"God is good to all, and His mercy is upon all His works" (Psalms 145:9). This verse is the touchstone of the rabbinic attitude toward animal welfare. The Torah espouses compassion for all creatures and affirms the sacredness of life. These values are reflected by the laws prohibiting cruelty to animals and obligations for humans to treat animals with care.
A basic rule of Jewish ethics is the emulation of God's ways. In the words of the Talmud, "Just as He is merciful, so shall you be merciful" (Tractate Sotah 14a
). Therefore compassion for all creatures is not only God's business; it is everyone’s. Moreover, rabbinic tradition describes God's mercy as above all other divine attributes. Thus, compassion must not be reckoned as one good trait among others; rather, it is central to the entire Jewish approach to life.
As the Maharal of Prague (1512-1609) observed, "Love of all creatures is also love of God; for whoever loves the One, loves all the works that He has made.”
Benevolence entails action. Beyond moral sentiment, Judaism mandates kindness toward animals in religious law; prohibits their abuse; and obligates their owners concerning their well-being.
One of the main human uses of animals is for food. As a concession to the desire for meat, the Torah permitted the slaughter of animals to Noah and his descendants.[i]
However, the permission to slaughter animals for food was given within a complex set of limitations, an important part of which is concern for the suffering of those creatures who forfeit their lives for our benefit. The humane handling of livestock immediately prior to slaughter is required by halakhah
In today's food industry, treatment of animals prior to slaughter remains problematic. Until recent times, animals belonging to Jews typically were raised on private farms, under relatively humane conditions (although no doubt there were some farms with bad conditions, then as now). The shochet (Jewish ritual slaughterer) was a familiar figure to his community; he worked for each customer on an individual basis, and probably slaughtered large animals relatively infrequently. In modern society all this has changed. Since the 1940s we have witnessed the rise of "factory farms," which today produce beef cattle by the millions and fowl by the billions every year for human consumption (for detailed statistics based on USDA figures, see www.usda.gov). The Jewish community ineluctably has been enlisted into this system; it is not commercially feasible for kosher meat suppliers to raise their own livestock, and none do so.
The meat industry has developed systems of raising animals that have exponentially increased production and profits. According to the methods of factory farming, animals are commonly raised in intensely crowded, artificial environments in which their emotional needs are largely ignored. In the United States, the Federal Animal Welfare Act specifically excludes animals raised for food.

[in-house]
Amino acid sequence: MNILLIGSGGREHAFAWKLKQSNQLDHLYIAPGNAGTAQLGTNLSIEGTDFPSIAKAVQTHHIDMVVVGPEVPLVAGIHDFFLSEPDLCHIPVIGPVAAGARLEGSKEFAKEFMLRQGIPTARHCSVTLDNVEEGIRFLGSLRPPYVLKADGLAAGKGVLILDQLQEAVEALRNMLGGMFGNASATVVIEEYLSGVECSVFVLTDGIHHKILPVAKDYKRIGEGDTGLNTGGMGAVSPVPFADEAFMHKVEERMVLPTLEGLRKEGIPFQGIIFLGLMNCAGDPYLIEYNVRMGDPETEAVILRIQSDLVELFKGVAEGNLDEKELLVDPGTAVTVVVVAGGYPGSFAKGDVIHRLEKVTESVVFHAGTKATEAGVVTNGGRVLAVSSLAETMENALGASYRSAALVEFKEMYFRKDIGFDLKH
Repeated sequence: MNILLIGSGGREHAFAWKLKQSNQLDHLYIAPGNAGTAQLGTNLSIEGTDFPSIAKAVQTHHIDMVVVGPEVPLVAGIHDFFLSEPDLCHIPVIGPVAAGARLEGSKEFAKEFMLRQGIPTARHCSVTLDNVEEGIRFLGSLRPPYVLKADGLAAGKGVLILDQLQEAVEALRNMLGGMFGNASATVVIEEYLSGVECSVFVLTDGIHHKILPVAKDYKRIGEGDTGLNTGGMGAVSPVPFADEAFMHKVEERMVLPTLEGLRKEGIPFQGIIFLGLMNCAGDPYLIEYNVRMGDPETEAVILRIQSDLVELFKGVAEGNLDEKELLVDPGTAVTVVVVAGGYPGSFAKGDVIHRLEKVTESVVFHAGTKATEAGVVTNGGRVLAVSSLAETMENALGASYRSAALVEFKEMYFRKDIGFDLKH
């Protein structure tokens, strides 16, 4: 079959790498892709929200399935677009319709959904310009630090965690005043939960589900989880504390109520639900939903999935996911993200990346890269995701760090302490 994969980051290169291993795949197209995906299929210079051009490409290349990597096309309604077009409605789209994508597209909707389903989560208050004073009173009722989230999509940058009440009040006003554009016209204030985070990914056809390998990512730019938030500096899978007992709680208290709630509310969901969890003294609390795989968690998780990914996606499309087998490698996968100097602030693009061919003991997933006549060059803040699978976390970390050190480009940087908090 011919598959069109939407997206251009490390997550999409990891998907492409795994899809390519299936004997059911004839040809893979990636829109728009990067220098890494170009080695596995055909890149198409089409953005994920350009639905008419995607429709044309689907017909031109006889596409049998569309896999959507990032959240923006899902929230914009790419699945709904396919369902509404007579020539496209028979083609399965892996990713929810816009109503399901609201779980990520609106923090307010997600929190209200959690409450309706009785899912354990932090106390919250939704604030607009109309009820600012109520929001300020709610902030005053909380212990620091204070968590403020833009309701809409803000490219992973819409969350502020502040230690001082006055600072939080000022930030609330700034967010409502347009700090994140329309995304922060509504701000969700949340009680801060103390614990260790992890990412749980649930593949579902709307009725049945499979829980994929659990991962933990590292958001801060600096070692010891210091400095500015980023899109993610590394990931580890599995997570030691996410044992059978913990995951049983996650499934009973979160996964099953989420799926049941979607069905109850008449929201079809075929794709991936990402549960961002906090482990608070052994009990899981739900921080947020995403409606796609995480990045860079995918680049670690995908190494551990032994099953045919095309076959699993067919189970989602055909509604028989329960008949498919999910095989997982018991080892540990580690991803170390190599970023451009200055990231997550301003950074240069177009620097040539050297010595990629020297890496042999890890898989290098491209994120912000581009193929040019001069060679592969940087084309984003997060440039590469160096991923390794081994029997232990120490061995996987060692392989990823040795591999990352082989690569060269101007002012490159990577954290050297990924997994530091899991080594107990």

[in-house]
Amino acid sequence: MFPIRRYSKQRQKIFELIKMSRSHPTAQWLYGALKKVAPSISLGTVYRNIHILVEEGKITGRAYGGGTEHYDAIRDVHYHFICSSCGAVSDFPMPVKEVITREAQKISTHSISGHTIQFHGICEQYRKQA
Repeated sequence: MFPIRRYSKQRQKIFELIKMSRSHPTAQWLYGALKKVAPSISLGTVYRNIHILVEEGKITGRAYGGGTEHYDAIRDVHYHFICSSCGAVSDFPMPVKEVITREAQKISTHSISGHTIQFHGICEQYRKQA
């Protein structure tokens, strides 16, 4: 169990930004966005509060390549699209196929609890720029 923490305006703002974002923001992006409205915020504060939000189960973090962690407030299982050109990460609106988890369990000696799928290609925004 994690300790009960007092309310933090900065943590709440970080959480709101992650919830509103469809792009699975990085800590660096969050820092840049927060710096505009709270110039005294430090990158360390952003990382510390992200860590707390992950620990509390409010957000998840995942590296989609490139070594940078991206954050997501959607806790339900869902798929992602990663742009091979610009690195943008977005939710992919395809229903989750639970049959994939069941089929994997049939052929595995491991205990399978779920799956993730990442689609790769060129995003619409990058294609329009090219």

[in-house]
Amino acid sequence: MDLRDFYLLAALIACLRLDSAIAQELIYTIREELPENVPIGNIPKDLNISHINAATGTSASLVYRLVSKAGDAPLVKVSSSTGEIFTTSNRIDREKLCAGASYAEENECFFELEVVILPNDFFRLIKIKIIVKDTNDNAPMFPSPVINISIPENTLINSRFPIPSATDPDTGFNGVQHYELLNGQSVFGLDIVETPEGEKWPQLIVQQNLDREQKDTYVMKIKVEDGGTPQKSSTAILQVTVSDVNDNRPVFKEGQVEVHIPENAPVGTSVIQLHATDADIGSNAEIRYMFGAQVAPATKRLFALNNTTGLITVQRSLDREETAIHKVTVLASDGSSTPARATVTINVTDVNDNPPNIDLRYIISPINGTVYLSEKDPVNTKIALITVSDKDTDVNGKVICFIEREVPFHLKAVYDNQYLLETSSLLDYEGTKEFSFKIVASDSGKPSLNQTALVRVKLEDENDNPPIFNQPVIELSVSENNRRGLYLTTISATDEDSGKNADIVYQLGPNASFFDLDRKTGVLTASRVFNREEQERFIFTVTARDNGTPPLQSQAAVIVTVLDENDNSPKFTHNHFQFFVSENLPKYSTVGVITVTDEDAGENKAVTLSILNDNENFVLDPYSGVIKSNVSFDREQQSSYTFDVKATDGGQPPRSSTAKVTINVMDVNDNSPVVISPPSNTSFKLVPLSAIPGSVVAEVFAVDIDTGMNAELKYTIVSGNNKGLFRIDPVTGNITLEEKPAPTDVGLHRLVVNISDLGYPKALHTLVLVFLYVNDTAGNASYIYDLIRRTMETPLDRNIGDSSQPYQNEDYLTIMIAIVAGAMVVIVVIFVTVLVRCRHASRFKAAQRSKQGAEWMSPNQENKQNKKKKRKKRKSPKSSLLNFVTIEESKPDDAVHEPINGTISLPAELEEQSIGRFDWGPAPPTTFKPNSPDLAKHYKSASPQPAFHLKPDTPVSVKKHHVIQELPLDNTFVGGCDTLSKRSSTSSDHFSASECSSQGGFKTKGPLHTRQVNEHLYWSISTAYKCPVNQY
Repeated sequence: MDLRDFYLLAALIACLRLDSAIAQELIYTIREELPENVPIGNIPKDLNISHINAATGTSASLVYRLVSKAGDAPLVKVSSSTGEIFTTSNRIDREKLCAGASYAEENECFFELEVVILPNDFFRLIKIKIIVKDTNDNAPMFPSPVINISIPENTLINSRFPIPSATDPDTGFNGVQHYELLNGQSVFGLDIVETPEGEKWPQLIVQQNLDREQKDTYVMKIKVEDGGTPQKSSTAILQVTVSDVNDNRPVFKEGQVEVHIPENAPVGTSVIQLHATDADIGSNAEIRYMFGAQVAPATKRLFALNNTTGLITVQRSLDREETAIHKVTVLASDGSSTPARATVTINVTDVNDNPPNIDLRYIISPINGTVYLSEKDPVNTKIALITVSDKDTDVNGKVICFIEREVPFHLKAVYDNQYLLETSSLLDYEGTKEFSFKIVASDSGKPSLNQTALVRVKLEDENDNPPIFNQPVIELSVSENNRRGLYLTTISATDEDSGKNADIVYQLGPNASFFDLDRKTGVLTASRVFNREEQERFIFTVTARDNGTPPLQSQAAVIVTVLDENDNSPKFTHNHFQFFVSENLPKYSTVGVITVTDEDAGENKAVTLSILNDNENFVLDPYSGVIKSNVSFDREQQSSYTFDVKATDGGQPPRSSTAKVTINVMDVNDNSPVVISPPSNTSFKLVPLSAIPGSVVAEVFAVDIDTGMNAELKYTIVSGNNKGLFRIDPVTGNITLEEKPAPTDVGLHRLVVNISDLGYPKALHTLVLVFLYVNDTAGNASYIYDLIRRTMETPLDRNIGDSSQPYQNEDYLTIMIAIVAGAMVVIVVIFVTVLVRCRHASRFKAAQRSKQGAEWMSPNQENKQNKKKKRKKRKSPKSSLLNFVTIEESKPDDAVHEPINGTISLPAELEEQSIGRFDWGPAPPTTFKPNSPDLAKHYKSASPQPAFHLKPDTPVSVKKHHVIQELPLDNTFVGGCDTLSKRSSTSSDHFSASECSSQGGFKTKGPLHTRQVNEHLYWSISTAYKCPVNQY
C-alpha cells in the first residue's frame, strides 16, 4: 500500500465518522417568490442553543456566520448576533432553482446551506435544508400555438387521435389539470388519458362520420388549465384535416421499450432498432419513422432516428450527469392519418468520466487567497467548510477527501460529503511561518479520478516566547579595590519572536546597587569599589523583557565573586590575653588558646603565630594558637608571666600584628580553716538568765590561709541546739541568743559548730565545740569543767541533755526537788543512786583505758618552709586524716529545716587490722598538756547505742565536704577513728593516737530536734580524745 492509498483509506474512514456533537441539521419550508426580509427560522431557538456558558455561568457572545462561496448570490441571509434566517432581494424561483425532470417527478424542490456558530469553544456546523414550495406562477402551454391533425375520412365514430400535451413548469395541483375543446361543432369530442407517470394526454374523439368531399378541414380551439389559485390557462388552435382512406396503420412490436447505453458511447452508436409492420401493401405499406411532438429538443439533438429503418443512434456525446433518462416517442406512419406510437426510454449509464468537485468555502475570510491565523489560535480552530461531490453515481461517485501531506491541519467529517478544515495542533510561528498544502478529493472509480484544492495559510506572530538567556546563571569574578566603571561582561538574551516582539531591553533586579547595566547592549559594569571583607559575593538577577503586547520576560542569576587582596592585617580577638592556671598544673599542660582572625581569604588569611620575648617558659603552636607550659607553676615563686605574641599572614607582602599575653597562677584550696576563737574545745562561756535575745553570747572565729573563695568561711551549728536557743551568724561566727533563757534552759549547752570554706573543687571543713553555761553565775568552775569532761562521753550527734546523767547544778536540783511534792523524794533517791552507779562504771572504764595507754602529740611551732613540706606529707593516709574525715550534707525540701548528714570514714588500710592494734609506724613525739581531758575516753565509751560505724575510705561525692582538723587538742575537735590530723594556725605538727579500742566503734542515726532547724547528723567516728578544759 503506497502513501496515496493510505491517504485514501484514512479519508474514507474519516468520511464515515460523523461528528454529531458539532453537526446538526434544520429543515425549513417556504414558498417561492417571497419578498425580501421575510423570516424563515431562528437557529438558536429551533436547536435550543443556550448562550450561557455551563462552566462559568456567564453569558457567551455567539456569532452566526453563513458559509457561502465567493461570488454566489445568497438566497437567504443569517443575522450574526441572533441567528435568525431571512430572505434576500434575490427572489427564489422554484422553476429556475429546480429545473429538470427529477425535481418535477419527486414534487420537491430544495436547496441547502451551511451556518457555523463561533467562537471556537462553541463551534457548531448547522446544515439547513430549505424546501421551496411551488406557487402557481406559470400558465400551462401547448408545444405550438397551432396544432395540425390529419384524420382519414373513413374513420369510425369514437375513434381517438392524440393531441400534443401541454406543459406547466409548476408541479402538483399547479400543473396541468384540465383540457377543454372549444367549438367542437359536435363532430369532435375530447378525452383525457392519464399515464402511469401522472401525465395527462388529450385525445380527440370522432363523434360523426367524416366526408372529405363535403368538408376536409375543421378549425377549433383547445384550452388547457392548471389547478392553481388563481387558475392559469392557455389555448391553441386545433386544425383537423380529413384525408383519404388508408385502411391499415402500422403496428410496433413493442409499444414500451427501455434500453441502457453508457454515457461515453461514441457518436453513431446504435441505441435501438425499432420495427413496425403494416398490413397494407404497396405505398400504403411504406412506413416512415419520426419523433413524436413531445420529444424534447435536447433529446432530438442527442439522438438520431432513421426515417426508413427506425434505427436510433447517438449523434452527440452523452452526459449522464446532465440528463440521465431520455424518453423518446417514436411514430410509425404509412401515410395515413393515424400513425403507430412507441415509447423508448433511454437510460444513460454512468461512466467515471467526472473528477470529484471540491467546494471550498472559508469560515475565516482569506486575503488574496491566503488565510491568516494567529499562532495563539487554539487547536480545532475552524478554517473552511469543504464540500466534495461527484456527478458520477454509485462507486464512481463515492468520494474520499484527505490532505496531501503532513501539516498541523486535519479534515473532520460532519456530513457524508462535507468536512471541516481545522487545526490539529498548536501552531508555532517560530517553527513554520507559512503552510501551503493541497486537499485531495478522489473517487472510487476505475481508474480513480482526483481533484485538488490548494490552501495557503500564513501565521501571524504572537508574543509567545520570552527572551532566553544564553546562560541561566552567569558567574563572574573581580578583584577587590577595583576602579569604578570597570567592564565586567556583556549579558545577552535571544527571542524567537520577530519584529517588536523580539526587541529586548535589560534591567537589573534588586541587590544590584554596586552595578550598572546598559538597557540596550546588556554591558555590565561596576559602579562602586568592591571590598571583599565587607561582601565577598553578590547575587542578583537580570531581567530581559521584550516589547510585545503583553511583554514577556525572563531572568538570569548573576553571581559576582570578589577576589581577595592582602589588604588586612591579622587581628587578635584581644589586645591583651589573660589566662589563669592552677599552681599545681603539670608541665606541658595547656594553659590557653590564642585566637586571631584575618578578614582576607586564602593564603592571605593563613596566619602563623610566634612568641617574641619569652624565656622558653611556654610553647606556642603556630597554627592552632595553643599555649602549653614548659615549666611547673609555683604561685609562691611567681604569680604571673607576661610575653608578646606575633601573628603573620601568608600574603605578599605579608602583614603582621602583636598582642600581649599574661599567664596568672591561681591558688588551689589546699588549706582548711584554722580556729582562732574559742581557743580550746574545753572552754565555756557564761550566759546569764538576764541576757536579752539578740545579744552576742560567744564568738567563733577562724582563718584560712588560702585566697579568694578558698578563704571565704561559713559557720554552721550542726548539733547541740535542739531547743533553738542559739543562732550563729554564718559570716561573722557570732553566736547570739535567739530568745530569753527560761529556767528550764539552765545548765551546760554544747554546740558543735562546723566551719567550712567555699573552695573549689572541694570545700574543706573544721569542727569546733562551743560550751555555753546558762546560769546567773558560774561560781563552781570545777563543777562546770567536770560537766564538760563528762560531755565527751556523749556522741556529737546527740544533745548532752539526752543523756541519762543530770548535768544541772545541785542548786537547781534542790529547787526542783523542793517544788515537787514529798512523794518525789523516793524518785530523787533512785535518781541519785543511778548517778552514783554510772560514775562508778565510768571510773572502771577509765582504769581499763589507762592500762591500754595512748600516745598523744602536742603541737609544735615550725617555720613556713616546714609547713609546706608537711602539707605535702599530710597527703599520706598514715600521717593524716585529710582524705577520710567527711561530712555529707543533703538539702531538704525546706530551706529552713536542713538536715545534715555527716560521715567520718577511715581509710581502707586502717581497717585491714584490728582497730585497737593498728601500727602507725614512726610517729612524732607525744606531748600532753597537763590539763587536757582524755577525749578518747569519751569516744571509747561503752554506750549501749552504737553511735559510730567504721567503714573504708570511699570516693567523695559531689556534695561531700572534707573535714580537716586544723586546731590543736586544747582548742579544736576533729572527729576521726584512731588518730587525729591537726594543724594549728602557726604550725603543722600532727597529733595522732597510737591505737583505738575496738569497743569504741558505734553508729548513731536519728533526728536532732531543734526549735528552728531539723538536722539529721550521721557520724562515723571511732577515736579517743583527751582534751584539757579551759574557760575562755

The late Rabbi Aryeh Carmell of the Association of Orthodox Scientists of Great Britain and faculty member of Israel's D'var Yerushalayim Yeshiva, wrote: "It seems doubtful ... that the Torah would sanction factory farming, which treats animals as machines, with apparent insensitivity to their natural needs and instincts. This is a matter for decision by halakhic authorities” (Masterplan: Judaism It's Programs, Meanings, Goals (1991), p. 69).
However, there are factory farms that are exceptions to the rule.
In the belief that animal slaughter can be humane, animal scientist Dr. Temple Grandin of Colorado State University in particular has pioneered efforts to improve animal welfare conditions. Dr. Grandin created a set of humane standards under the aegis of the American Meat Institute (AMI). Many of these standards have been taken up by factory farms, but they are not legally required.
Inhumane practices have a long, dark past in the American food industry, and the Jewish community cannot be blamed for them. However, we must not implicitly condone such practices, rationalizing that we have not directly violated Jewish law. The establishment of higher humane standards is a moral undertaking for which we, as willing participants in the system, must take responsibility. Implementing change is certainly within our reach. The real question is if enough people care.
The Talmud (Tractate Berakhot 20b
) states that the Jewish people are praiseworthy for their desire to serve God beyond the letter of the law. This expression of religious devotion has been applied to many ritual precepts; should we not apply it with equal diligence to precepts that affect other living creatures? By engaging in acts of compassion, we become worthy of the blessing of our sages (Tractate Shabbat 151b): “God will show mercy to those who are merciful.”